Picture: Simon Deacon Claire Hicklin is a sufferer of Chronic Regional Pain Syndrome and struggles with intense pain 24 hours a day and 7 days a week.
Pictured: An article that Claire's daughter wrote
An article that Clair's daughter wrote

Founder, Victoria Abbott-Fleming was diagnosed with the condition in 2003 and wanted to set up an organisation to offer support for other sufferers.

The organisation says the main characteristics of the condition include an extreme constant burning pain and extreme colour and temperature changes.

What is complex regional pain syndrome?

Complex regional pain syndrome (CRPS) is a poorly-understood condition whose sufferers can experience persistent, severe and debilitating pain.

Although most cases of CRPS are triggered by an injury, the resulting pain is much more severe and long-lasting than normal.

The pain is usually confined to one limb, but it can sometimes spread to other parts of the body.

The skin of the affected body part can become so sensitive that just a slight touch, bump or even a change in temperature can provoke intense pain.

Affected areas can also become swollen or stiff and undergo fluctuating changes in colour or temperature.

Many cases of CRPS gradually improve to some degree over time, but there is always some degree of pain.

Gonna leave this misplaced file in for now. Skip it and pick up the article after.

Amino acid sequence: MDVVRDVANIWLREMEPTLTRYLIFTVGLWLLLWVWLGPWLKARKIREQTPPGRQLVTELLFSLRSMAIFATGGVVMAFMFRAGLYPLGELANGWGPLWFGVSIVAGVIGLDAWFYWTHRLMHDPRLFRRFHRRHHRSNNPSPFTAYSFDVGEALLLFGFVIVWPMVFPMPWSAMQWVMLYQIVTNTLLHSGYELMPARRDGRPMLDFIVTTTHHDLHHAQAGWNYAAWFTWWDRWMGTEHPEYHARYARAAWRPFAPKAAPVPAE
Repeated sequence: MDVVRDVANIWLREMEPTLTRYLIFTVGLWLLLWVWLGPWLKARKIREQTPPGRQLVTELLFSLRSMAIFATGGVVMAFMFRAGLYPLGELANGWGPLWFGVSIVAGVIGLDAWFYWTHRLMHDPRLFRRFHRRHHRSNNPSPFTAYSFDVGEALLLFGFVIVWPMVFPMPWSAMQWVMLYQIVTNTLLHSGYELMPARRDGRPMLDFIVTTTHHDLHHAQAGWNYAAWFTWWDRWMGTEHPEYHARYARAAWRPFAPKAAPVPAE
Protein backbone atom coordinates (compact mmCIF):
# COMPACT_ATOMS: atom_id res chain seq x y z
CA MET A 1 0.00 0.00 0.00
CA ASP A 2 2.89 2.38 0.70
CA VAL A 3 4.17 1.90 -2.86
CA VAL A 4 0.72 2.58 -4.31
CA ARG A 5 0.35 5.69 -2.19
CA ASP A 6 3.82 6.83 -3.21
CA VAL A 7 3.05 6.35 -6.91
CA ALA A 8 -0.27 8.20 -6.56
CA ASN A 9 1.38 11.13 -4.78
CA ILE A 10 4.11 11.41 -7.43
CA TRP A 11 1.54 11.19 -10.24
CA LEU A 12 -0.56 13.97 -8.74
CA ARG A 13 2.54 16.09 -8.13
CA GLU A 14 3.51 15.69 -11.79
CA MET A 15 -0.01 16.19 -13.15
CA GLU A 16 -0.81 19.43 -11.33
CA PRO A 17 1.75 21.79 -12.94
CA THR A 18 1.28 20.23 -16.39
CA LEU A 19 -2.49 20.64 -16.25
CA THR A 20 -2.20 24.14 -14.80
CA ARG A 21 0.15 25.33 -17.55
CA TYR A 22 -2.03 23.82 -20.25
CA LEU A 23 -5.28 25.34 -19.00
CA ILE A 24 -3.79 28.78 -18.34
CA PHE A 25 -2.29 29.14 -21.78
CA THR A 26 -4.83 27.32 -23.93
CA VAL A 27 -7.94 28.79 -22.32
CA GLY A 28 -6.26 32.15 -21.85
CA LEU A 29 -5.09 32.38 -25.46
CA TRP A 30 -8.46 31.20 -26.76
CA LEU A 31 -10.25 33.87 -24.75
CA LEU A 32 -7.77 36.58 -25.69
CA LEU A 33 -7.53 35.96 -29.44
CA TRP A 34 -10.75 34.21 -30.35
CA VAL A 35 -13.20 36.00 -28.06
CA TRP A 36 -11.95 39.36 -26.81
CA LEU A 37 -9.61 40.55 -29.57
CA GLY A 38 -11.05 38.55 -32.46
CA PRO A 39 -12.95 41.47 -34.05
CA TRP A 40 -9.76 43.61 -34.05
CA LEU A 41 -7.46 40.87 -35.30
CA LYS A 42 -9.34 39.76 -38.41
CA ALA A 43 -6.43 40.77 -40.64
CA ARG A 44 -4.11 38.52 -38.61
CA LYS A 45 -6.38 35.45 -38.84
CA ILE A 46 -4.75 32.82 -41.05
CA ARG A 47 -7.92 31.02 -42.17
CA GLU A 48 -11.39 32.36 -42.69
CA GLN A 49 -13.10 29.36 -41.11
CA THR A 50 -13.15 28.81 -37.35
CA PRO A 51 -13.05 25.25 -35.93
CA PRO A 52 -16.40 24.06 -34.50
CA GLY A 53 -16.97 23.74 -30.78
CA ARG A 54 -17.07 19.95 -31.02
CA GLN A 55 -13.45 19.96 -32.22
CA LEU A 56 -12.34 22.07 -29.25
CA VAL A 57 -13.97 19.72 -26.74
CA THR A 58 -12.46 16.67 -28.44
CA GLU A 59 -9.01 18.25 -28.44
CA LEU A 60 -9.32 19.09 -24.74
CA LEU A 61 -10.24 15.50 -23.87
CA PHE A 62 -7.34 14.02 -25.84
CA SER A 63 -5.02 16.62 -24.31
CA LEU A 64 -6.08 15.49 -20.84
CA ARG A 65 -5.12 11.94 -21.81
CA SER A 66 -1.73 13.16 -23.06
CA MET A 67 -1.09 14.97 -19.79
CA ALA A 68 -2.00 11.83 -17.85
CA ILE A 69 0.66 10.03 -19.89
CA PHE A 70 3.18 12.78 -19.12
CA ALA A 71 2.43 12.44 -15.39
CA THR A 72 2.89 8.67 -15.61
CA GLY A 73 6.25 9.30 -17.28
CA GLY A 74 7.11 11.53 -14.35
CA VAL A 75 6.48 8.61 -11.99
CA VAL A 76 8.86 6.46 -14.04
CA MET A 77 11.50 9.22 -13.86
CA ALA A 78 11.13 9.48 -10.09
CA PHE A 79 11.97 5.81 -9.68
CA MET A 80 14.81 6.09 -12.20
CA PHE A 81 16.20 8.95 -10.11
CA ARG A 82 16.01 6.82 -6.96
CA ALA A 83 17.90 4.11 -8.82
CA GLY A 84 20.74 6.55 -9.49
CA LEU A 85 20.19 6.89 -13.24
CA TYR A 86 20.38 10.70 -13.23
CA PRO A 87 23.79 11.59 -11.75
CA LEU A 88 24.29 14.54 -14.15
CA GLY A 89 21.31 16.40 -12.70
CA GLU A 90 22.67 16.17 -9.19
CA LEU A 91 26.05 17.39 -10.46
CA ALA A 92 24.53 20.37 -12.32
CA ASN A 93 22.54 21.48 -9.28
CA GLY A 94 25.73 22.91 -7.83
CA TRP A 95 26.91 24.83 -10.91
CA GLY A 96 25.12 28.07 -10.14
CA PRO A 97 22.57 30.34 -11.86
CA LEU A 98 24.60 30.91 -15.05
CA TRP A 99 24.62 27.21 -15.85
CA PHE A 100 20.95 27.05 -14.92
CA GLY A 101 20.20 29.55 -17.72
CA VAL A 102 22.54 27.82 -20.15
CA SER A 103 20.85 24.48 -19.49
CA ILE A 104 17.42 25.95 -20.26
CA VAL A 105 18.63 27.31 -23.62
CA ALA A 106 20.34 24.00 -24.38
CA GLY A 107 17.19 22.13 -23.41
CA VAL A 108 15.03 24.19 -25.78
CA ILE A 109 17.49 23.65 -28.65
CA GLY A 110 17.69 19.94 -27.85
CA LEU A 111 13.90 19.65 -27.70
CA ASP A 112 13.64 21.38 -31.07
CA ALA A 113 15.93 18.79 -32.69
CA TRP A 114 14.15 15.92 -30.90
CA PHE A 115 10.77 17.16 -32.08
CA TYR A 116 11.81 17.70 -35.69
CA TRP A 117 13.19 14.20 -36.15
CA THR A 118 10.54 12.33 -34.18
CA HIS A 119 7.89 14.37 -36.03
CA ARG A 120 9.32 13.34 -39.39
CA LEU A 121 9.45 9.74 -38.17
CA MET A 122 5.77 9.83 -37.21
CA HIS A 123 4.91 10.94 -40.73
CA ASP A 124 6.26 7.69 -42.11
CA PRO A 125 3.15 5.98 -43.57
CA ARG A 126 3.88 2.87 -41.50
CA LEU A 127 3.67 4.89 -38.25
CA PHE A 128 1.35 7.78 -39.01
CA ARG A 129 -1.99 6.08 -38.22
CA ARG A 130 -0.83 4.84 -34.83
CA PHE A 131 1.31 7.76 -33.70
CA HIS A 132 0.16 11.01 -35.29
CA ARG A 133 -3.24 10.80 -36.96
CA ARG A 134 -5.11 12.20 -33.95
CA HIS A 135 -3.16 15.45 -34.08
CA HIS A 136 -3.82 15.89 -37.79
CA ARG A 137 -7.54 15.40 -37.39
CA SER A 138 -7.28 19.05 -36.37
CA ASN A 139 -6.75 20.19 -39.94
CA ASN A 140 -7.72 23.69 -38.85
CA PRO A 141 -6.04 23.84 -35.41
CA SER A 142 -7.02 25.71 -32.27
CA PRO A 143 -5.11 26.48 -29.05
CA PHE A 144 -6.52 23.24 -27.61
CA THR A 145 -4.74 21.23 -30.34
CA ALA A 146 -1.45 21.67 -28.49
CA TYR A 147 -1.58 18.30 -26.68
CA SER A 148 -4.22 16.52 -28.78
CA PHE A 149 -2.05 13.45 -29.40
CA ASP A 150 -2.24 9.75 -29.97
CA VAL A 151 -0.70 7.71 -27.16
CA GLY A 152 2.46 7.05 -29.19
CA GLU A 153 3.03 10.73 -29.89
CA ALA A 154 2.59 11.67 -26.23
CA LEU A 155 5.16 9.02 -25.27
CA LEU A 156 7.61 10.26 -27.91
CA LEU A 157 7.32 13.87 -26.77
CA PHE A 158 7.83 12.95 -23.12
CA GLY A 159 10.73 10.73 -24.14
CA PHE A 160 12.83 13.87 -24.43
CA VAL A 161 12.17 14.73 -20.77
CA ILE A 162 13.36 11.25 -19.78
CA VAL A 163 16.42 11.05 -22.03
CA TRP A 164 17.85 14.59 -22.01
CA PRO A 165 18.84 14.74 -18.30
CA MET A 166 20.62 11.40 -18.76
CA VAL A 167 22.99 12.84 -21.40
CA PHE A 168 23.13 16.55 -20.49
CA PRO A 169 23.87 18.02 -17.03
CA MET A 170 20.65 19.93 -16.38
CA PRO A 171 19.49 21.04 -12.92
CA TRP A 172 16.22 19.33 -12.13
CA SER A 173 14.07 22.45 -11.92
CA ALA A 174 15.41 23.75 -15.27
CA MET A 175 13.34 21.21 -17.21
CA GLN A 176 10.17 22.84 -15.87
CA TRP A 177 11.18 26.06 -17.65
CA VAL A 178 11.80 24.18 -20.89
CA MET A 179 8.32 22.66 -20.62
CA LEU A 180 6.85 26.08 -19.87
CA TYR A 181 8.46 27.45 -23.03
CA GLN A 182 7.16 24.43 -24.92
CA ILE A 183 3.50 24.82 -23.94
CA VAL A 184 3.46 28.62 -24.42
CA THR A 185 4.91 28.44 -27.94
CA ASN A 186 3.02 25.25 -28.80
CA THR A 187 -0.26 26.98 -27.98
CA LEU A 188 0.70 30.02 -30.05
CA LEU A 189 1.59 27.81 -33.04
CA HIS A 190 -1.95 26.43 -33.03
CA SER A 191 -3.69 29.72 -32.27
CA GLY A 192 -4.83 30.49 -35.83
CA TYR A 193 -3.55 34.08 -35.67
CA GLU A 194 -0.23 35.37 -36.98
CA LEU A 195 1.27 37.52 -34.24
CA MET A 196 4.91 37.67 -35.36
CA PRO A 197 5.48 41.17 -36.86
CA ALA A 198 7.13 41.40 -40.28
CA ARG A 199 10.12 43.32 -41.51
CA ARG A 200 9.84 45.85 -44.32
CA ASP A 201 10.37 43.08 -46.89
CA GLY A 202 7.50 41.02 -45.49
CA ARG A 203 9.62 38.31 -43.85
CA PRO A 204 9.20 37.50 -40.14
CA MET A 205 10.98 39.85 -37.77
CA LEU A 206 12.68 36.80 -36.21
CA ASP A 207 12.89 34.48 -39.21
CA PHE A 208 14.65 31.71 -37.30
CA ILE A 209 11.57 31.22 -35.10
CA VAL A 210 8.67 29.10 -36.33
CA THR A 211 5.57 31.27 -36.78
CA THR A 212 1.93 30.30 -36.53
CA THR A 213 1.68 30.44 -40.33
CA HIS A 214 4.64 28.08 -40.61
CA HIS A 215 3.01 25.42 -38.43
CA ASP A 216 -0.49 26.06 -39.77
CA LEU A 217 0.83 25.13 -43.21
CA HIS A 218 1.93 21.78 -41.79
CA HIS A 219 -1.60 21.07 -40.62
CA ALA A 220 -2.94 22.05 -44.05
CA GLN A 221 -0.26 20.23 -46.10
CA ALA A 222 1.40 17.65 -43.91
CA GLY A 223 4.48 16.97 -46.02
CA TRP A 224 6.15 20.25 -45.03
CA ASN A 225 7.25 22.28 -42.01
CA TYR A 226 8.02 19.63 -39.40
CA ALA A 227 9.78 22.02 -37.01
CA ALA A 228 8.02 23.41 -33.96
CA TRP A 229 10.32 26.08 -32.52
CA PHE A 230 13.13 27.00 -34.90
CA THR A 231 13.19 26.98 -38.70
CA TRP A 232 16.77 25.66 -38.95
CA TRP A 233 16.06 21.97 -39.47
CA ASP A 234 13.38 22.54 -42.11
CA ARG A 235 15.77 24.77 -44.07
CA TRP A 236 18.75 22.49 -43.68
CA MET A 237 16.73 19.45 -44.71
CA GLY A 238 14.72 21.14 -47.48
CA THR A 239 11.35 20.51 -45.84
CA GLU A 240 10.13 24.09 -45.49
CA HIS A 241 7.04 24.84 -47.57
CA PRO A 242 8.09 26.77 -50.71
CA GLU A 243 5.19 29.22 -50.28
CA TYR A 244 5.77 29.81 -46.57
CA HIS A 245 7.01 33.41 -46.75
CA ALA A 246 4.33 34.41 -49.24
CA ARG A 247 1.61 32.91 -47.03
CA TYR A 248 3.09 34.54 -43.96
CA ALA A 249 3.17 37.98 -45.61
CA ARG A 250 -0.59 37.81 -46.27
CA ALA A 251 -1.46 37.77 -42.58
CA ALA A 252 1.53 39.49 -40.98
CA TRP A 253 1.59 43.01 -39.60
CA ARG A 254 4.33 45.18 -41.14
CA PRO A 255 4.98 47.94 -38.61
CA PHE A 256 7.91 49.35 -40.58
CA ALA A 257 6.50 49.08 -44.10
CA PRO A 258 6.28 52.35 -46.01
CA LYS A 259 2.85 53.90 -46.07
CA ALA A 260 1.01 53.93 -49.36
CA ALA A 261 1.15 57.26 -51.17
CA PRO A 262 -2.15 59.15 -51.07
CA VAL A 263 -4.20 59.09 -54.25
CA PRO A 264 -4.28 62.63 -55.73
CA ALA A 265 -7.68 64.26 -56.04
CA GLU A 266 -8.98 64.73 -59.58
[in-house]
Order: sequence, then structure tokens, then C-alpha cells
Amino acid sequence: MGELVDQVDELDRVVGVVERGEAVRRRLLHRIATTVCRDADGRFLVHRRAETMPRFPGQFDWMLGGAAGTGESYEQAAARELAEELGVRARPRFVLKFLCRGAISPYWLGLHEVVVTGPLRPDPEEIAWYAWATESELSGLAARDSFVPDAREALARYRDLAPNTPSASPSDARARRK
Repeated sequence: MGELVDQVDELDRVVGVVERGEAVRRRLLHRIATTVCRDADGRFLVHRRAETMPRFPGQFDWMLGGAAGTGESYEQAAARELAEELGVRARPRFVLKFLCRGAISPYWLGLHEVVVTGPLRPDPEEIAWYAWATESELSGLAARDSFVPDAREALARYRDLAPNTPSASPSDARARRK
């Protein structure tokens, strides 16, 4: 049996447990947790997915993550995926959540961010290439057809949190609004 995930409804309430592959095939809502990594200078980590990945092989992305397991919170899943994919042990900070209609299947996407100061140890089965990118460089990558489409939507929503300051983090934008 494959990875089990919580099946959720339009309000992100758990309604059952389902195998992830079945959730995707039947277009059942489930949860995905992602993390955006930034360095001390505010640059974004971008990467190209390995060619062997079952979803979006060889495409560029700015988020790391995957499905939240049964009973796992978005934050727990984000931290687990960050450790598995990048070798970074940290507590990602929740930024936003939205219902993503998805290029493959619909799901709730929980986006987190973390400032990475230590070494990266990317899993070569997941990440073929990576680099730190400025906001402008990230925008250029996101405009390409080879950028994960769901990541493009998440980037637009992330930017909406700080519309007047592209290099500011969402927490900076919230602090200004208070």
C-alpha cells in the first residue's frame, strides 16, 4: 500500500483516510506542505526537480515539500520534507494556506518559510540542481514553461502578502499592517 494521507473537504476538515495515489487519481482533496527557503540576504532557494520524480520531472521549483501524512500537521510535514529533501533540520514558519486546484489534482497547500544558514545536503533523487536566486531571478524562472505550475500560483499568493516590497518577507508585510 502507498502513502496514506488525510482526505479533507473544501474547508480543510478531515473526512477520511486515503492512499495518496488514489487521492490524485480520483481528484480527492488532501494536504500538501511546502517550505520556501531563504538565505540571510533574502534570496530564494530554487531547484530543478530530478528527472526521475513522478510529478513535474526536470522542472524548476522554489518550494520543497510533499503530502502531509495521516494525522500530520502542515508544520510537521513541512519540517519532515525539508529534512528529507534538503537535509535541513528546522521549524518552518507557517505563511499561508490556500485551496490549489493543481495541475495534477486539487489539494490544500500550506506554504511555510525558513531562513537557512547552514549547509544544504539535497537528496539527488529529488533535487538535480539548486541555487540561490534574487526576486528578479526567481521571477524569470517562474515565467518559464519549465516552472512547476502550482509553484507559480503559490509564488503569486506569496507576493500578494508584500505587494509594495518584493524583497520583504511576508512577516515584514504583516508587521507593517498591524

However, some cases never go away and the affected person will experience pain for many years.

The cause of the condition is unknown, but it is generally thought to be caused by the body reacting abnormally to an injury.

It used to be thought that CRPS was a psychosomatic condition, meaning symptoms were "all in the mind", but research has disproved this.

It is difficult to estimate exactly how common the condition is, as many cases may go undiagnosed or misdiagnosed.

A study claimed that up to one in 3,800 people in the UK develop CRPS each year.

It can begin at any age but the average age for symptoms to start is around 50. Women make up around three out of four cases.

Helplines

If you feel you need to talk to some one you can contact:

Samaritans (116 123) operates a 24-hour service available every day of the year. If you prefer to write down how you’re feeling, or if you’re worried about being overheard on the phone, you can email Samaritans at jo@samaritans.org.

Childline (0800 1111) runs a helpline for children and young people in the UK. Calls are free and the number won’t show up on your phone bill.

PAPYRUS (0800 068 41 41) is a voluntary organisation supporting teenagers and young adults who are feeling suicidal.

Depression Alliance is a charity for people with depression. It doesn’t have a helpline, but offers a wide range of useful resources and links to other relevant information. http://www.depressionalliance.org/

Students Against Depression is a website for students who are depressed, have a low mood or are having suicidal thoughts. http://studentsagainstdepression.org/

Bullying UK is a website for both children and adults affected by bullying. www.Bullying.co.uk